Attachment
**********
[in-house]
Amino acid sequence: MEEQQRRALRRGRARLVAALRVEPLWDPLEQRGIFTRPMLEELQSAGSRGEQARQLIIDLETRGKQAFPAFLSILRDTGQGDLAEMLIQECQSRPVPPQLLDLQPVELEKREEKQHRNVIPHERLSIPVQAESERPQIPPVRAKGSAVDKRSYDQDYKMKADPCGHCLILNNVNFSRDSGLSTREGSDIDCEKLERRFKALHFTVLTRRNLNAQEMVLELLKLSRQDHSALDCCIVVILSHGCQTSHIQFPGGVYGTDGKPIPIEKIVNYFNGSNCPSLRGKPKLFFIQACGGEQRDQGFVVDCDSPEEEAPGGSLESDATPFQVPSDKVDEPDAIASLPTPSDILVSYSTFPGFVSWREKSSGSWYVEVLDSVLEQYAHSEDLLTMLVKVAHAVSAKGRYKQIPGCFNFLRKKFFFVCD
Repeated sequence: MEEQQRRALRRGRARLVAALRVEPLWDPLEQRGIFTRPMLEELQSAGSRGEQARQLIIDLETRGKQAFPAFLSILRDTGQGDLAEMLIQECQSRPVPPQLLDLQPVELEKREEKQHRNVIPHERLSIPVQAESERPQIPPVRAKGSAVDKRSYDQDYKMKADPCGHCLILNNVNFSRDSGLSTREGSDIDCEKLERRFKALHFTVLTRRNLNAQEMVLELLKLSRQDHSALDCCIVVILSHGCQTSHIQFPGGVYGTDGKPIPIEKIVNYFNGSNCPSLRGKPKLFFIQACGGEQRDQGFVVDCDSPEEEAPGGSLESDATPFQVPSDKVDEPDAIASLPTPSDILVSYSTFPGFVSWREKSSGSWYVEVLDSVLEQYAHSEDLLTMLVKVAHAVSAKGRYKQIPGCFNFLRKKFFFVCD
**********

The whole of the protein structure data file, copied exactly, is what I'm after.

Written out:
[in-house]
Amino acid sequence: MEEQQRRALRRGRARLVAALRVEPLWDPLEQRGIFTRPMLEELQSAGSRGEQARQLIIDLETRGKQAFPAFLSILRDTGQGDLAEMLIQECQSRPVPPQLLDLQPVELEKREEKQHRNVIPHERLSIPVQAESERPQIPPVRAKGSAVDKRSYDQDYKMKADPCGHCLILNNVNFSRDSGLSTREGSDIDCEKLERRFKALHFTVLTRRNLNAQEMVLELLKLSRQDHSALDCCIVVILSHGCQTSHIQFPGGVYGTDGKPIPIEKIVNYFNGSNCPSLRGKPKLFFIQACGGEQRDQGFVVDCDSPEEEAPGGSLESDATPFQVPSDKVDEPDAIASLPTPSDILVSYSTFPGFVSWREKSSGSWYVEVLDSVLEQYAHSEDLLTMLVKVAHAVSAKGRYKQIPGCFNFLRKKFFFVCD
Repeated sequence: MEEQQRRALRRGRARLVAALRVEPLWDPLEQRGIFTRPMLEELQSAGSRGEQARQLIIDLETRGKQAFPAFLSILRDTGQGDLAEMLIQECQSRPVPPQLLDLQPVELEKREEKQHRNVIPHERLSIPVQAESERPQIPPVRAKGSAVDKRSYDQDYKMKADPCGHCLILNNVNFSRDSGLSTREGSDIDCEKLERRFKALHFTVLTRRNLNAQEMVLELLKLSRQDHSALDCCIVVILSHGCQTSHIQFPGGVYGTDGKPIPIEKIVNYFNGSNCPSLRGKPKLFFIQACGGEQRDQGFVVDCDSPEEEAPGGSLESDATPFQVPSDKVDEPDAIASLPTPSDILVSYSTFPGFVSWREKSSGSWYVEVLDSVLEQYAHSEDLLTMLVKVAHAVSAKGRYKQIPGCFNFLRKKFFFVCD